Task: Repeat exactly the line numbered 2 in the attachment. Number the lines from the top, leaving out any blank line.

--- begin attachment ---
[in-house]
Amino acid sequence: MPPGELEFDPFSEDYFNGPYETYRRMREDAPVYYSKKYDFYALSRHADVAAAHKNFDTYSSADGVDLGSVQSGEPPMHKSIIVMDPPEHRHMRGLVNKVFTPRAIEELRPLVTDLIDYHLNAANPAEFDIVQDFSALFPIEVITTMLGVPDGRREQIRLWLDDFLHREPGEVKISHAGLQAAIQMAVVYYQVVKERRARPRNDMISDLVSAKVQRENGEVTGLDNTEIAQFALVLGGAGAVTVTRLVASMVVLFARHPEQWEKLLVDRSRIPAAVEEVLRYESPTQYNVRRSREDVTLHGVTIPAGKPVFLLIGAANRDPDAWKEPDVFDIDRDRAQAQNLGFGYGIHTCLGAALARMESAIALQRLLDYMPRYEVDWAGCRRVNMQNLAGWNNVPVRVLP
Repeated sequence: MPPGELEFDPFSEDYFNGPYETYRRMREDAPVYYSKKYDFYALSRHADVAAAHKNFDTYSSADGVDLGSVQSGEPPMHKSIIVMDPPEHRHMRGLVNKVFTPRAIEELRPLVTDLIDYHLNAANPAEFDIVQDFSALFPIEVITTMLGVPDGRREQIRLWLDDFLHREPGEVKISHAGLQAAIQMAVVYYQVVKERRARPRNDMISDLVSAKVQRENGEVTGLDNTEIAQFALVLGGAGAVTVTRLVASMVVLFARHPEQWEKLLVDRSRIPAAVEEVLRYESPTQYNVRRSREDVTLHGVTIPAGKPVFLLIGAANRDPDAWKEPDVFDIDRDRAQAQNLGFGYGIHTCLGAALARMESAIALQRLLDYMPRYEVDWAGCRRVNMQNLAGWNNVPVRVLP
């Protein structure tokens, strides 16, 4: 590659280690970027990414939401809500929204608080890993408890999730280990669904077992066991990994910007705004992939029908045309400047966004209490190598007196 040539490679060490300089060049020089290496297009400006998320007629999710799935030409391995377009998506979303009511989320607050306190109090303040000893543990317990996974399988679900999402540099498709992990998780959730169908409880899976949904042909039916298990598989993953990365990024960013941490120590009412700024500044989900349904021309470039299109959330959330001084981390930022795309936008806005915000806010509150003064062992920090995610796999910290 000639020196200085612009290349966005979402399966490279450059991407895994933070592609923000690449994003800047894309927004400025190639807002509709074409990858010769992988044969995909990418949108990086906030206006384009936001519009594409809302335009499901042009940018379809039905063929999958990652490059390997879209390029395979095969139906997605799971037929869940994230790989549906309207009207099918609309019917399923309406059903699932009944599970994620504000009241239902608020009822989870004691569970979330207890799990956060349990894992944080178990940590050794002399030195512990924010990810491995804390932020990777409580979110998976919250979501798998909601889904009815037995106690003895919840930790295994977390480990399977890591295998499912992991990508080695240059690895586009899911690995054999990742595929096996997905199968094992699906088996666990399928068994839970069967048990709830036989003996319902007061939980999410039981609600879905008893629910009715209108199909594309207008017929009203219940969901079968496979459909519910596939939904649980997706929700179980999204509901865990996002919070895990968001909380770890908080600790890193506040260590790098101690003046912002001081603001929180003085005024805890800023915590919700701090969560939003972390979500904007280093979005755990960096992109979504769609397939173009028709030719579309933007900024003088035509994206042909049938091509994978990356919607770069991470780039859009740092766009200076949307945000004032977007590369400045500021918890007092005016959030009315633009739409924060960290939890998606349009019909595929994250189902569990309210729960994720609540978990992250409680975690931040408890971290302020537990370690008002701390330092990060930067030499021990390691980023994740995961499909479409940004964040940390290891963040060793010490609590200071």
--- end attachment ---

Amino acid sequence: MPPGELEFDPFSEDYFNGPYETYRRMREDAPVYYSKKYDFYALSRHADVAAAHKNFDTYSSADGVDLGSVQSGEPPMHKSIIVMDPPEHRHMRGLVNKVFTPRAIEELRPLVTDLIDYHLNAANPAEFDIVQDFSALFPIEVITTMLGVPDGRREQIRLWLDDFLHREPGEVKISHAGLQAAIQMAVVYYQVVKERRARPRNDMISDLVSAKVQRENGEVTGLDNTEIAQFALVLGGAGAVTVTRLVASMVVLFARHPEQWEKLLVDRSRIPAAVEEVLRYESPTQYNVRRSREDVTLHGVTIPAGKPVFLLIGAANRDPDAWKEPDVFDIDRDRAQAQNLGFGYGIHTCLGAALARMESAIALQRLLDYMPRYEVDWAGCRRVNMQNLAGWNNVPVRVLP